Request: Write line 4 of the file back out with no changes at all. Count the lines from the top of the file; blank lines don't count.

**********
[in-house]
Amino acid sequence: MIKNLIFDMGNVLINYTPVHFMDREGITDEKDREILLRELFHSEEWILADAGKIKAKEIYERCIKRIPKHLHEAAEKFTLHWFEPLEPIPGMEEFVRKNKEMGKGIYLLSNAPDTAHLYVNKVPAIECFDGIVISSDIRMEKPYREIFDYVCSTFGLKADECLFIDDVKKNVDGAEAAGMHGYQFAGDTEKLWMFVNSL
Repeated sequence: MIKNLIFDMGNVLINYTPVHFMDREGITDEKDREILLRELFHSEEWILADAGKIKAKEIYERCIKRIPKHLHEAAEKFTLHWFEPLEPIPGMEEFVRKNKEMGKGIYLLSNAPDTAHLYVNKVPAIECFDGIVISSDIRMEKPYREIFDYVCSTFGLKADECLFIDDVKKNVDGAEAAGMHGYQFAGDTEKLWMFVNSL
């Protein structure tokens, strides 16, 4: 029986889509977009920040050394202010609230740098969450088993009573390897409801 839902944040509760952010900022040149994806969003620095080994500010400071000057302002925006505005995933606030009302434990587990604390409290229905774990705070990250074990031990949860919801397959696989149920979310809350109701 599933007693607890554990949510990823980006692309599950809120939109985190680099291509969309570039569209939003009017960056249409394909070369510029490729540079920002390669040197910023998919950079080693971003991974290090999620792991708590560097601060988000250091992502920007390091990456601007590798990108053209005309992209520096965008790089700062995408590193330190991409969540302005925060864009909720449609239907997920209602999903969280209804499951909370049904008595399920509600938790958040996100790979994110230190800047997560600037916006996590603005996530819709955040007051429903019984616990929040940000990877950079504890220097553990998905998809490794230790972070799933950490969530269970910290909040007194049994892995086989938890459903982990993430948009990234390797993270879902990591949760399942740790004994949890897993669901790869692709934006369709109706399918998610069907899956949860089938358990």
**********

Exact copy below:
């Protein structure tokens, strides 16, 4: 029986889509977009920040050394202010609230740098969450088993009573390897409801 839902944040509760952010900022040149994806969003620095080994500010400071000057302002925006505005995933606030009302434990587990604390409290229905774990705070990250074990031990949860919801397959696989149920979310809350109701 599933007693607890554990949510990823980006692309599950809120939109985190680099291509969309570039569209939003009017960056249409394909070369510029490729540079920002390669040197910023998919950079080693971003991974290090999620792991708590560097601060988000250091992502920007390091990456601007590798990108053209005309992209520096965008790089700062995408590193330190991409969540302005925060864009909720449609239907997920209602999903969280209804499951909370049904008595399920509600938790958040996100790979994110230190800047997560600037916006996590603005996530819709955040007051429903019984616990929040940000990877950079504890220097553990998905998809490794230790972070799933950490969530269970910290909040007194049994892995086989938890459903982990993430948009990234390797993270879902990591949760399942740790004994949890897993669901790869692709934006369709109706399918998610069907899956949860089938358990």